The methods others use won’t necessarily be as effective for you — including those used by members of your study group. Are you a visual or an auditory learner? Finding out which style works best for you is something to consider in the early stages of preparing for board exams. If you are a visual learner, try videos (like NEJM Quick Take). If you are an auditory learner, record lectures and play them back. Adaptive learning works especially well for those looking for a dynamic experience that is based on learning theory and science.

2. Plan to put in the time

As we mentioned above, mastering the material you need to know for the boards will take some time — perhaps more than you bargained for. Between all of your obligations, it can be hard enough to find the time to get enough sleep, let alone put it in an hour or two of studying every night leading up to the board exam. Before registering for your exam, do your best to allocate study hours over a larger period of time. Check out this article for ways to fit studying into your schedule. It’s best to plan months, or even a year in advance. The last thing you want to do is resort to cramming.

In a study done by Nate Kornell, spaced repetition of the material you’re learning proved to be more effective than cramming by 20%. Implementing spacing allows you to retain more information than cramming with a higher recall rate.

Bonus tip: Try studying during your morning and evening commutes. All of that time adds up!

3. Start a study group

Preparing for board exams with your friends is a great way to help address each other’s weaknesses. You may have one area completely covered to the point where you can be the teacher in that group, yet struggle immensely in another area. Try to have everyone agree on a set time to meet. Your discussions will go a long way.

Speaking of discussions, be sure to check out one of the NEJM Resident 360 discussions, like How to Ace Your Next Standardized Exam. See all of the advice residents and experts gave!

4. Avoid burnout

The last thing you want is to be burned out studying. It can be extremely beneficial to take study breaks. Research suggests that doing something you enjoy the day before the exam has a more positive effect than continuing to study up to the last minute.

5. Exercise during your breaks

According to this study reviewed by Harvard Health, those who exercise with moderate intensity 30 minutes per day, every day, have improved memory and concentration. If you feel as though you’re in a fog, start exercising regularly. You may even find, like Dr. Monique Tello, that you can review your board exam materials at the gym!

6. Take advantage of mobile resources to study for boards

There are numerous apps that can give you the tools to create your own flash cards and exams. This study shows that students who use online studying tools have higher test scores than students who don’t. Reviewing board exam flash cards (or fill-in-the-blank questions like those in NEJM Knowledge+) on the bus is a lot easier than trying to search through a textbook for a specific review section.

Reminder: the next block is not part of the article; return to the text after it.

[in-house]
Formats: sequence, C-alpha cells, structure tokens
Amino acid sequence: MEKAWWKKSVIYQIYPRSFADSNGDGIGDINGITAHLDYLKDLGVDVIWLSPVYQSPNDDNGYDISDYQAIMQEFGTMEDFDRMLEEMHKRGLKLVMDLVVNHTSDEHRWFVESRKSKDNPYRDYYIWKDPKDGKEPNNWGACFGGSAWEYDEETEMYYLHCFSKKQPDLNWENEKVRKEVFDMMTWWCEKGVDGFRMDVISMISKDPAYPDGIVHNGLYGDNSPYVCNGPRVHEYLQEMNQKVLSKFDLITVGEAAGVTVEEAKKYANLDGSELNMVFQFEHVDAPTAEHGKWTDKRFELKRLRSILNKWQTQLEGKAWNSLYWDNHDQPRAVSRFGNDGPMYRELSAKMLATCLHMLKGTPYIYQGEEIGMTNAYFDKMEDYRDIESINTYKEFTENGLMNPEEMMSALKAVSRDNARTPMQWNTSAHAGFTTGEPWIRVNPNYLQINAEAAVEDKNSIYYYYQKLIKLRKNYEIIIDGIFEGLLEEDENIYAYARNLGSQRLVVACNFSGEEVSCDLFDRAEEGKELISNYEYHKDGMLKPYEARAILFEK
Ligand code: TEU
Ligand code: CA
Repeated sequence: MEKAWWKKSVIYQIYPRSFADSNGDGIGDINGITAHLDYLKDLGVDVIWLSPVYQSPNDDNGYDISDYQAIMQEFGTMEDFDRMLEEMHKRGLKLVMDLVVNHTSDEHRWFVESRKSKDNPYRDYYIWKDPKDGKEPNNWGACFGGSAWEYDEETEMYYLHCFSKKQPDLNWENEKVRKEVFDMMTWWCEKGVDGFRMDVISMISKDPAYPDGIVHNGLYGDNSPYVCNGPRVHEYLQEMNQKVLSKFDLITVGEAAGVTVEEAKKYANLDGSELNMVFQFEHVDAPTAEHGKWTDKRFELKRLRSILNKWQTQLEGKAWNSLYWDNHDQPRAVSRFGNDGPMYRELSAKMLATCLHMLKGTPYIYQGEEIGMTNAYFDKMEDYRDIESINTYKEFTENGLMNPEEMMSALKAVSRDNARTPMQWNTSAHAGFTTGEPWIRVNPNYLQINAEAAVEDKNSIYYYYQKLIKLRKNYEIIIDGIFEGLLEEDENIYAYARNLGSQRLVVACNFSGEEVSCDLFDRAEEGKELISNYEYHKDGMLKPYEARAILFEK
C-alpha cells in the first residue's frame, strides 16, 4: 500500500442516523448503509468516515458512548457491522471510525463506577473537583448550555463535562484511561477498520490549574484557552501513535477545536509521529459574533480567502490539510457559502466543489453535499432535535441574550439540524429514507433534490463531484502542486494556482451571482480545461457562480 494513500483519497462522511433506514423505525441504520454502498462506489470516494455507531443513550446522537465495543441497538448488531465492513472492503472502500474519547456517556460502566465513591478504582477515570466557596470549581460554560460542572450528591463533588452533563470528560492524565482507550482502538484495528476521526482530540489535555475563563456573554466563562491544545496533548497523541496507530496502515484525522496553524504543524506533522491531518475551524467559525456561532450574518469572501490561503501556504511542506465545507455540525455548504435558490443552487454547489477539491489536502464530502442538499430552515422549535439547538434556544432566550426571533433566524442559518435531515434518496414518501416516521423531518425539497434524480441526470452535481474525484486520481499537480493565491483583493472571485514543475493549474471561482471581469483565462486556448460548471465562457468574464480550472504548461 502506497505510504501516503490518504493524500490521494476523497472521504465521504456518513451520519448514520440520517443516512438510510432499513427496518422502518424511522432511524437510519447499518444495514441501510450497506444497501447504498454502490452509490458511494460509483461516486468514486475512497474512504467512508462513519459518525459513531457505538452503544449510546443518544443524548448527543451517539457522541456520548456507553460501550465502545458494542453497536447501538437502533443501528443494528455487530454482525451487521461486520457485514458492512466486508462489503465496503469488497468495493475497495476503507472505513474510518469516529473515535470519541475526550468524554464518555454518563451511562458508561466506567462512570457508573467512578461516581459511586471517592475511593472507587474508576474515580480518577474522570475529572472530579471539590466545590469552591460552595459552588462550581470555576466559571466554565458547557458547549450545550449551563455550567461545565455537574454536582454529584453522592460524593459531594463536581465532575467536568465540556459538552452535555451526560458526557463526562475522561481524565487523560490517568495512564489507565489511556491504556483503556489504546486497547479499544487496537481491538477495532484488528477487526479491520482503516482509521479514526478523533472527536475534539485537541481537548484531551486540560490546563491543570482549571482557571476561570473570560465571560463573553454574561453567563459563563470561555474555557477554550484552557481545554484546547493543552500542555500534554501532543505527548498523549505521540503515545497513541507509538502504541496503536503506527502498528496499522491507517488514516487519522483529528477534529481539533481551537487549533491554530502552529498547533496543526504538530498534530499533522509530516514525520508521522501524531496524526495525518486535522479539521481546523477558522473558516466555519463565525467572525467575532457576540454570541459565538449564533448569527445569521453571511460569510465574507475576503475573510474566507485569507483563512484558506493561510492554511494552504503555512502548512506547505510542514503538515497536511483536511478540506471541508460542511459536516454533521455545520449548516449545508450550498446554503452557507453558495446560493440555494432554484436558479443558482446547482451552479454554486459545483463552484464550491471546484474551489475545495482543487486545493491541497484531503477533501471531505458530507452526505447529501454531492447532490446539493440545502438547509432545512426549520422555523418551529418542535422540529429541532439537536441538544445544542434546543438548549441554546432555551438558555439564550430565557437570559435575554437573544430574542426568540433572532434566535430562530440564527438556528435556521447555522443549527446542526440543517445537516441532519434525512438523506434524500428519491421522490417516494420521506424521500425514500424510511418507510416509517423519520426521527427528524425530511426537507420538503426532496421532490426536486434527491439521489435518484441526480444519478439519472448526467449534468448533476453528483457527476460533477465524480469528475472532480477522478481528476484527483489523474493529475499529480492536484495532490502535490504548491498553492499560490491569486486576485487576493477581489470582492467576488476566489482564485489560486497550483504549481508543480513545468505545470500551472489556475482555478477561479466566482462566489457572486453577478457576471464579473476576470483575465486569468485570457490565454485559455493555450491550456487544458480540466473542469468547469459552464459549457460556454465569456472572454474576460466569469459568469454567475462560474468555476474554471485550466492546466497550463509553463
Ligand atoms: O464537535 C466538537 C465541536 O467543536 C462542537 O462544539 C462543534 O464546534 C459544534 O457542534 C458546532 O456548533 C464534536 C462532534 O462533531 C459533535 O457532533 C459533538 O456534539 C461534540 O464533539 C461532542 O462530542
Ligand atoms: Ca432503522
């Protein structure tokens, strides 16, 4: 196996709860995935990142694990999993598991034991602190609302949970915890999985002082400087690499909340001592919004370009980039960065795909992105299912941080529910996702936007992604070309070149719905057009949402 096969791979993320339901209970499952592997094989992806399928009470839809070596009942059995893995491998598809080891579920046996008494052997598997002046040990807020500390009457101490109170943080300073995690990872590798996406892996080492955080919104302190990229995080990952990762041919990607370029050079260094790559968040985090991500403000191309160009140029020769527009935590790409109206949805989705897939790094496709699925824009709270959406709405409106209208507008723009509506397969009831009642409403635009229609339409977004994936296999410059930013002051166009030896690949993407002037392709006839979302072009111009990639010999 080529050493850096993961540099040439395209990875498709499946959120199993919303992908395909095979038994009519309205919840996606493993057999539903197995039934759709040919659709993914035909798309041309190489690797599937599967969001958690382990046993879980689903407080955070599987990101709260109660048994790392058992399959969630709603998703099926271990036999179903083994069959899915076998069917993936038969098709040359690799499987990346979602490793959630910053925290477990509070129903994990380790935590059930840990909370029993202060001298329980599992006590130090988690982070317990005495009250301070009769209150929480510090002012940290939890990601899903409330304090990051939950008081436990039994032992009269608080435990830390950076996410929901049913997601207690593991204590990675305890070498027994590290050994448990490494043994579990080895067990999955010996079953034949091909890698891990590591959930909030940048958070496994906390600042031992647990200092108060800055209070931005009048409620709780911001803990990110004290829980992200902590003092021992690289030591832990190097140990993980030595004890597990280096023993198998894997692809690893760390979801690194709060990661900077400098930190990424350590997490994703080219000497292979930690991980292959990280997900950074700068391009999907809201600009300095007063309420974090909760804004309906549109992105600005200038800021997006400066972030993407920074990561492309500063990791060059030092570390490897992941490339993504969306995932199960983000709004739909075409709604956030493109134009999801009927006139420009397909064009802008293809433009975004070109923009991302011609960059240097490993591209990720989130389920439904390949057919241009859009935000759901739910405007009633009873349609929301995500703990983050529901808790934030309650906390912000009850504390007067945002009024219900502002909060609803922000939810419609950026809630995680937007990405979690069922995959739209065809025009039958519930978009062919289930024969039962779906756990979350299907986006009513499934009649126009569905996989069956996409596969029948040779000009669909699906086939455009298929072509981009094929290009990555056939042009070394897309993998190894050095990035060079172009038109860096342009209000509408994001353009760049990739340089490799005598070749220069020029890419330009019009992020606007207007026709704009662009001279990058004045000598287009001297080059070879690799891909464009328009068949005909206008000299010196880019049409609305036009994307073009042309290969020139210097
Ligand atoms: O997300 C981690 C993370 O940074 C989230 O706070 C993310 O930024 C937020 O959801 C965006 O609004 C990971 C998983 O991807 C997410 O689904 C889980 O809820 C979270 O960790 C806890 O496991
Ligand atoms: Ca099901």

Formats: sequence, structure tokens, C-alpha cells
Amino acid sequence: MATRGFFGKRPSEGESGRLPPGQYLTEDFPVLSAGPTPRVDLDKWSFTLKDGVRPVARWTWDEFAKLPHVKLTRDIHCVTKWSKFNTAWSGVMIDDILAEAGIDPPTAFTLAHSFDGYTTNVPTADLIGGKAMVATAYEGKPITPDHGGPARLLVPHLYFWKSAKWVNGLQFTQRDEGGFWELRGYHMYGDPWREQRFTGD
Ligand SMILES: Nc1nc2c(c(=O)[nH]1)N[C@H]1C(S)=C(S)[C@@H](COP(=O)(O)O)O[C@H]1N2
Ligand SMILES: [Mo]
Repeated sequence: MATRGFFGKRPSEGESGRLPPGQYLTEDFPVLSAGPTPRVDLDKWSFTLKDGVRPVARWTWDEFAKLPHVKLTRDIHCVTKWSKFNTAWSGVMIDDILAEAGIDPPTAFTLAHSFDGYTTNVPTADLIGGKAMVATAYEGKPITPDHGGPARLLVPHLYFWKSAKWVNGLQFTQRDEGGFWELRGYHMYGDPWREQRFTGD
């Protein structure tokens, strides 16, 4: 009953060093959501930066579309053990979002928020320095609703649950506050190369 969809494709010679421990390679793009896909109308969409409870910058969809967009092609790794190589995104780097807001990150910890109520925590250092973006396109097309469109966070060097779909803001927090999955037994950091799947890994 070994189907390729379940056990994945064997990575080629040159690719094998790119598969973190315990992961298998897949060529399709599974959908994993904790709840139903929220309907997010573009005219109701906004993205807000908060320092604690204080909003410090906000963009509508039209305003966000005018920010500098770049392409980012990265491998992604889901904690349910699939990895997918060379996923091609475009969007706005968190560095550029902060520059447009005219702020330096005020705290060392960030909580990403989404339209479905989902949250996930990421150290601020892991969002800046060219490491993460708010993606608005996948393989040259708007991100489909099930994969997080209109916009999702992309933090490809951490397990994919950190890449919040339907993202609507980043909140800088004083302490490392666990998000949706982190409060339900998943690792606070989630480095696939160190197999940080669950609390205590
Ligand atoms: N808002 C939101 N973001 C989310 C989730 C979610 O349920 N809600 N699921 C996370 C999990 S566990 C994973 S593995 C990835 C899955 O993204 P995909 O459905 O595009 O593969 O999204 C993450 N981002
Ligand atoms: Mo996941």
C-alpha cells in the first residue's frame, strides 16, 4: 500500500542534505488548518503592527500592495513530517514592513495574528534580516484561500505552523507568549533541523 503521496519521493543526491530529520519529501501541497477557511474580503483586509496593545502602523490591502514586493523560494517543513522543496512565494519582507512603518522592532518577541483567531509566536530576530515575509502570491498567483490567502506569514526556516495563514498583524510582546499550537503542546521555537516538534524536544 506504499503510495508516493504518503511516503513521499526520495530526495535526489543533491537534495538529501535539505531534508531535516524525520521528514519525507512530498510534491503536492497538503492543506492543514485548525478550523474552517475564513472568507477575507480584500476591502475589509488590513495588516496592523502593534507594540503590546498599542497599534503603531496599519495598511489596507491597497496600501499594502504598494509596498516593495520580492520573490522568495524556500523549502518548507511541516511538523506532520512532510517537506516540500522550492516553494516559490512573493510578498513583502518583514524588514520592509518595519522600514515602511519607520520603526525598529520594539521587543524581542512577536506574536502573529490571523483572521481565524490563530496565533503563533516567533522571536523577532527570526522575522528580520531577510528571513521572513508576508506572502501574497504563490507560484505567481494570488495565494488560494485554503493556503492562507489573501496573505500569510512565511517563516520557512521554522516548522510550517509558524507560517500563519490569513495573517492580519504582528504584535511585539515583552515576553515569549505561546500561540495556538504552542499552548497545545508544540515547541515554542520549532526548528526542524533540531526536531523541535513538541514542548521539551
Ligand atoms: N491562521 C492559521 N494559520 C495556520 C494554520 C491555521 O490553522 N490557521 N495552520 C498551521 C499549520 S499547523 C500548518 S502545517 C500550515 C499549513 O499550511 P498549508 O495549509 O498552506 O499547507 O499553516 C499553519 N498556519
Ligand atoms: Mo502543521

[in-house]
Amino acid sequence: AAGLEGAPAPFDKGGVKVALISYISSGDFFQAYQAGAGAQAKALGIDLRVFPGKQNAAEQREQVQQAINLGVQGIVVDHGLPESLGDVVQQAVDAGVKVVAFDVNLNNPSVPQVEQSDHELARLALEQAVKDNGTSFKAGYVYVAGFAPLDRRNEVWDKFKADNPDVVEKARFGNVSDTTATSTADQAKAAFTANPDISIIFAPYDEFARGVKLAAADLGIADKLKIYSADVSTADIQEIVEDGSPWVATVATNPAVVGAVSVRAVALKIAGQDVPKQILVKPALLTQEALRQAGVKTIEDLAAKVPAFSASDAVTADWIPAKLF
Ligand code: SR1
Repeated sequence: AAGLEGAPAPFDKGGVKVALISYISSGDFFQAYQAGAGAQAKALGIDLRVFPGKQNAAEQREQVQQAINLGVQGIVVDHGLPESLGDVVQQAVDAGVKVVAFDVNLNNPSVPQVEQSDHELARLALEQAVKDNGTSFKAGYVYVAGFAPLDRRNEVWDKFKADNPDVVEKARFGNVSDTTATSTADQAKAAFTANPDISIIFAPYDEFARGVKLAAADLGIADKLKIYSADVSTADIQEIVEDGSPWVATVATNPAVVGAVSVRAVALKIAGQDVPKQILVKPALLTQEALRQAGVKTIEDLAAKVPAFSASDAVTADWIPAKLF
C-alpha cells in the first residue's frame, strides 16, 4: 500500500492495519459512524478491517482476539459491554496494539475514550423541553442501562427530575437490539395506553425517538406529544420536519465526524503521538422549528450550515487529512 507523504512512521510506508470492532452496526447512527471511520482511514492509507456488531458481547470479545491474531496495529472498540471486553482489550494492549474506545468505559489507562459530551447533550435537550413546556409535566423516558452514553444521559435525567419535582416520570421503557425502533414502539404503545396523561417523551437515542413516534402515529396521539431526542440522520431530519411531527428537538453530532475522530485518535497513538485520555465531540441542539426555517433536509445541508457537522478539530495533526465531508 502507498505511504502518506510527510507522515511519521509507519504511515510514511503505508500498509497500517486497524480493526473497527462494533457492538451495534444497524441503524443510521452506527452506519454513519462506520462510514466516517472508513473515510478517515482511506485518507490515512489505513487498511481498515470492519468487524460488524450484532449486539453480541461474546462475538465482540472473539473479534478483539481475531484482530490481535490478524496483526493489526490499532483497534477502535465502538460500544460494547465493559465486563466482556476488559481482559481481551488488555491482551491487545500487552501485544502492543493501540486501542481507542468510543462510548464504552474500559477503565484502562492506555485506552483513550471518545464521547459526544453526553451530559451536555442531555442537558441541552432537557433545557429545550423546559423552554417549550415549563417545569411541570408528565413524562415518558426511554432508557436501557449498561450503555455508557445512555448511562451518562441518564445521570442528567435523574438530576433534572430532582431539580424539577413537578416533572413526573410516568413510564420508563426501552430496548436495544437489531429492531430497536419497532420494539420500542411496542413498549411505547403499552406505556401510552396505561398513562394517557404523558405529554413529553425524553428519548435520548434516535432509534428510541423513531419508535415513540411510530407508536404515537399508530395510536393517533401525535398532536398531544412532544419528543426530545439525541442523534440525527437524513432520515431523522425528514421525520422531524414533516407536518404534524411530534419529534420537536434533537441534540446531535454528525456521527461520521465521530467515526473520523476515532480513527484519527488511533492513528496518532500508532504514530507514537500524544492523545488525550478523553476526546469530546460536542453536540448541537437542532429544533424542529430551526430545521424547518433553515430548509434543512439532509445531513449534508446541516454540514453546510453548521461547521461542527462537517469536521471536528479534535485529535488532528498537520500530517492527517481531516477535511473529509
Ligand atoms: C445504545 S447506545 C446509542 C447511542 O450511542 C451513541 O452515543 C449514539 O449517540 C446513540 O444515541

7. Find a better study environment

Study somewhere that is free from as many distractions as possible. If you’re reviewing notes — or better yet, testing yourself — in front of a TV, chances are you won’t be very productive. Find a quiet corner in your local library that you can rely on for a focused study session.

8. Prioritize challenging subjects

As we noted above, it’s tempting to procrastinate on the harder subjects — but you don’t want to be caught without enough time to master them. Do you know what you know and what you don’t know? Knowing which subjects present the biggest challenge to you allows you to decide how much time you’ll dedicate to them versus reviewing what you’re more comfortable with.

9. Get enough sleep!

This study published in Nature shows that irregular sleep directly affects academic performance. Aim for at least 7 hours of uninterrupted sleep.

10. Test yourself

Testing yourself may just be the best way to study for boards — as we’ve noted, studying by reading over your materials and not testing yourself may be the biggest mistake you can make in preparing for your exam exam. One effective method of assessing your knowledge is to use practice exams, which simulate the timed environment of the actual board exam you’re taking.

The reason taking practice tests help is that they reinforce your knowledge by asking your brain to struggle with recalling the answers and practice tests can prevent the effects of stress on memory. According to this study by Smith et al., when participants’ studied using practice tests, they experienced fewer of the typical negative effects of stress — such as forgetting the answers.

Being prepared for test day means knowing what it feels like to take the exam under pressure. For example, NEJM Knowledge+ contains two 60-question practice exams that simulate the actual timed exam. Questions in the practice exams align with the exam blueprint. Adding this layer of realism to your prep can increase your confidence and help you be more confident on exam day.

There you have it—HOW TO STUDY FOR THE BOARDS—10 common mistakes to avoid and 10 tips and strategies that will help you to build confidence, maximize your study time, and pass the exam!

Studying for Boards: More Study Tips and Resources from NEJM Knowledge+

Internal Medicine Board Review from NEJM Knowledge+